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Introduction to Indian Air Force

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aviation2Indian Air Force is the Air arm of the Indian armed forces. Its basic responsibility and motive is to secure the Indian airspace and to fight during a conflict, defensively as well as offensively. The Indian Air Force was officially established on 8 October 1932.

An aircraft is a basic component of any Air force. The aircraft is complemented and supplemented by ground defence missiles, helicopters, Radar devices, transport aircrafts, etc. Hence the entire service is engaged in the flying of aircraft and the Pilot is the key person in the Air Force. For operational readiness of the flying machines, infrastructural strength of highly trained and qualified man power is a necessity. Air Force requires the highest number of maintenance personnel.

Indian Air Force's strength is approximately 170,000 personnel and 1,300 aircraft, which makes the Indian Air Force, world's fourth largest air force after the United States Air Force, Russian Air Force and China's People's Liberation Army Air Force.

IAF has been a part of four wars with Pakistan and one with the People's Republic of China. Other major operations undertaken by the IAF include –
• Operation Vijay - the invasion of Goa,
• Operation Meghdoot,
• Operation Cactus and
• Operation Poomalai.

Apart from conflicts, the IAF has been an active participant in United Nations peacekeeping missions.

Indian Air Force Air Bases can be categorized into various types - Operational Units like Wings, Forward Base Support Units, and Care & Maintenance Units. None Operational Units consist of Air Force Stations, Base Repair Depots

Transporters and Helicopters
The IAF has a sizable fixed and rotary winged transport fleet, the IAF transport and helicopter formations contribute more than half of the IAF's annual flying hours. Operating out of some of the world most dangerous and inhospitable airstrips, the IAF's transport and helicopter formations play a crucial role in keeping the Indian Army and Air Force supplied.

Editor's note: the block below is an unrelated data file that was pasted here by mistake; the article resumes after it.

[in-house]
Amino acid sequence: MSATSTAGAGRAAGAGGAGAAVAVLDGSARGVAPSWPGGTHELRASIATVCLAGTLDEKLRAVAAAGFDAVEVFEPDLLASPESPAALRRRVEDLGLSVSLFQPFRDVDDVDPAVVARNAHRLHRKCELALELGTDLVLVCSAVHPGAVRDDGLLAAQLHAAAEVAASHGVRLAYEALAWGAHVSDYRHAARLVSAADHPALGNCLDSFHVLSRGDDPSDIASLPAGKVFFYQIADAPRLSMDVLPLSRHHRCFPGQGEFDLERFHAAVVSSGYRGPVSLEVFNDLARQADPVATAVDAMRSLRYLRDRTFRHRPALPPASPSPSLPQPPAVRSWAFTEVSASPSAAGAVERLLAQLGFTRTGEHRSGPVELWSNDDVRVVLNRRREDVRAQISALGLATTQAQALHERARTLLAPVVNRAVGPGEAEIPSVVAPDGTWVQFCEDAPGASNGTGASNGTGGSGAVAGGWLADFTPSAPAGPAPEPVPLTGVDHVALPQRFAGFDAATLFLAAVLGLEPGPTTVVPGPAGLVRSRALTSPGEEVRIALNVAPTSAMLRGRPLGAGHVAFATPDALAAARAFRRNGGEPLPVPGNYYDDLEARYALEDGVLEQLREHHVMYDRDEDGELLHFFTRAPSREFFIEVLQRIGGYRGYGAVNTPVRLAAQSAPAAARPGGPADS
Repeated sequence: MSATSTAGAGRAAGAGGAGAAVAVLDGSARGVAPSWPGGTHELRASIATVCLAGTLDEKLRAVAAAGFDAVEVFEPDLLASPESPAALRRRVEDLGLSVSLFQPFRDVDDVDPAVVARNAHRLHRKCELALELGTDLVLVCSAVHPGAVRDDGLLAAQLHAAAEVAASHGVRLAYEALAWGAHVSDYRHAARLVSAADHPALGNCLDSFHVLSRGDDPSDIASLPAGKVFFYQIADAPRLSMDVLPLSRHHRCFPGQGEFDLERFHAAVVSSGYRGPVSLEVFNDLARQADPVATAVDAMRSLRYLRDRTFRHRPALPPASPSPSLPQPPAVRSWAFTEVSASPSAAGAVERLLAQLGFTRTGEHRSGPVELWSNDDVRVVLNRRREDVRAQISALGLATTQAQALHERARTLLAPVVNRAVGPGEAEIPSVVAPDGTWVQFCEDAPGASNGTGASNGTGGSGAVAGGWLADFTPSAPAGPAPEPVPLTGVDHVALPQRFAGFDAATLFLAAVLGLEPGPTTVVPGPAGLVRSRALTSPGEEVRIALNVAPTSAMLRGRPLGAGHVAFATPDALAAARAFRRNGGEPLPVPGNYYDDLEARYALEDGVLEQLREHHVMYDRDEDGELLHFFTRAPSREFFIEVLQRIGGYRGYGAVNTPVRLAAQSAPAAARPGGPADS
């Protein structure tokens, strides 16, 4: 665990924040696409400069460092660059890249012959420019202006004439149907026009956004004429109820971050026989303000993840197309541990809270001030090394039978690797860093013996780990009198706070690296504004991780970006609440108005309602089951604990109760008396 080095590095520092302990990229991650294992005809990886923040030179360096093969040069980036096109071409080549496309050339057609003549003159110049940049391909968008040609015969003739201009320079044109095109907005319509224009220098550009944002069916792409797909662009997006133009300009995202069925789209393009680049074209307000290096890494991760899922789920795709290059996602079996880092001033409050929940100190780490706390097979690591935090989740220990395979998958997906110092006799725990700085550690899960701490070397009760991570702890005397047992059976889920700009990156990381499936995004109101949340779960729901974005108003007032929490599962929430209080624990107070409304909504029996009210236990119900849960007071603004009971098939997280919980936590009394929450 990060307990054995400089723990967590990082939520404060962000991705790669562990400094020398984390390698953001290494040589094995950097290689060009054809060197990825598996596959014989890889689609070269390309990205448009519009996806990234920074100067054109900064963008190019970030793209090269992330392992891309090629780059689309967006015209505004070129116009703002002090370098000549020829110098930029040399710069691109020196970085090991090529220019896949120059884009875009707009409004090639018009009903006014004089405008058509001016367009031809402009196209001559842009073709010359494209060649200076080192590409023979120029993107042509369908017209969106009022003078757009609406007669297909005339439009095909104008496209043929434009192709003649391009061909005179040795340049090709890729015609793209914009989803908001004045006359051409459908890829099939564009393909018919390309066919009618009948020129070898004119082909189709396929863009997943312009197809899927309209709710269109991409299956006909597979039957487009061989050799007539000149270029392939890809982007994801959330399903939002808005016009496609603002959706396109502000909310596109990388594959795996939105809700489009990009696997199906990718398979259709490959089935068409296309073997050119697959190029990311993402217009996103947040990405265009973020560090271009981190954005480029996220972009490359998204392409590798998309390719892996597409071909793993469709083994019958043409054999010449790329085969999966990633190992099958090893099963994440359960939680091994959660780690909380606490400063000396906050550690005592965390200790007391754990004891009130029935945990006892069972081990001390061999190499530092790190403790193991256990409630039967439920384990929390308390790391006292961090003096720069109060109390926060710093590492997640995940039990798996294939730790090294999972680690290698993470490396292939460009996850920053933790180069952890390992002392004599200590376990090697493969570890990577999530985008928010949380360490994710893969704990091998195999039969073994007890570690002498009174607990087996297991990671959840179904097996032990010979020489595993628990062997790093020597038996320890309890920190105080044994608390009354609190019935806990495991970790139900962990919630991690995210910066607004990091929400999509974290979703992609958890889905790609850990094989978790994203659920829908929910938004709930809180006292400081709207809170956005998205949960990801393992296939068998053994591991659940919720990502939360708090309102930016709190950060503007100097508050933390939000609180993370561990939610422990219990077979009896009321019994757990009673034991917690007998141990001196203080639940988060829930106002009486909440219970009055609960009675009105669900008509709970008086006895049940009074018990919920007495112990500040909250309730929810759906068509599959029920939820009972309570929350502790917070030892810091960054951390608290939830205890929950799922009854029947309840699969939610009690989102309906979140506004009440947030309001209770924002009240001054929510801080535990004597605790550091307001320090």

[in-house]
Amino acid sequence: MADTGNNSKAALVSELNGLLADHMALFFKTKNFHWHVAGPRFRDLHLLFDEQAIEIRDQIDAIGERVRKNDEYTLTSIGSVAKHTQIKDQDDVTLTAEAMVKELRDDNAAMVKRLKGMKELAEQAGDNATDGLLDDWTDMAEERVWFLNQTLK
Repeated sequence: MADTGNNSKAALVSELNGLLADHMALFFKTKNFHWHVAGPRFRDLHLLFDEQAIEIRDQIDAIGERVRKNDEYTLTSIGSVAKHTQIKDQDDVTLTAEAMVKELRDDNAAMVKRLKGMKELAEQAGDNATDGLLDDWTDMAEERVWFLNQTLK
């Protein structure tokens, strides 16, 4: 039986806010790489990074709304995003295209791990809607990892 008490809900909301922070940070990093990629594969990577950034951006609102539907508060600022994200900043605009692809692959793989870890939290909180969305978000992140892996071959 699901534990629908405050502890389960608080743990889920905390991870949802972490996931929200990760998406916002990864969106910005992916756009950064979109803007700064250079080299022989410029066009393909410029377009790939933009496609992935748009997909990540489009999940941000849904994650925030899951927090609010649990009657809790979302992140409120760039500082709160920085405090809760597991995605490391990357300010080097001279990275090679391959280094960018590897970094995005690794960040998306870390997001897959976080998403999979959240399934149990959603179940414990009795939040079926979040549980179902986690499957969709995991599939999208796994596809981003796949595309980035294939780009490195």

Training
The IAF offers a very rigorous flying training schedule for its pilots. Before being assigned to operational squadrons, pilots are expected to log over 300 hours of flying at the basic, intermediate and advanced levels. The Indian Armed Forces has set up numerous military academies across India for training its personnel. Military schools, Sainik Schools, and the Rashtriya Indian Military College were founded to broaden the recruitment base of the Defence Forces. The three branches of the Indian Armed Forces operate several institutions such as the National Defence Academy (NDA), Defence Services Staff College (DSSC), National Defence College (NDC) and the College of Defence Management (CDM) for training its officers. The Armed Forces Medical College (AFMC) at Pune is responsible for providing the entire pool of medical staff to the Armed Forces by giving them in service training.

Garuda Commando Force
The Garuda Commando Force is the Special Forces unit of the Indian Air Force. It was created in September 2004 and has strength of approximately 1500 personnel. Garuda is tasked with the protection of critical Air Force bases and installations; search and rescue during peace and hostilities and disaster relief during calamities. During hostilities, Garudas undertake combat search and rescue, rescue of downed airmen and other forces from behind enemy lines, suppression of enemy air defence, radar busting, combat control, missile and munitions guidance and other missions in support of air operations.

The Air Force can be divided in two parts

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Ranks in the Indian Air Force

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Last modified on Monday, 11 July 2011 19:36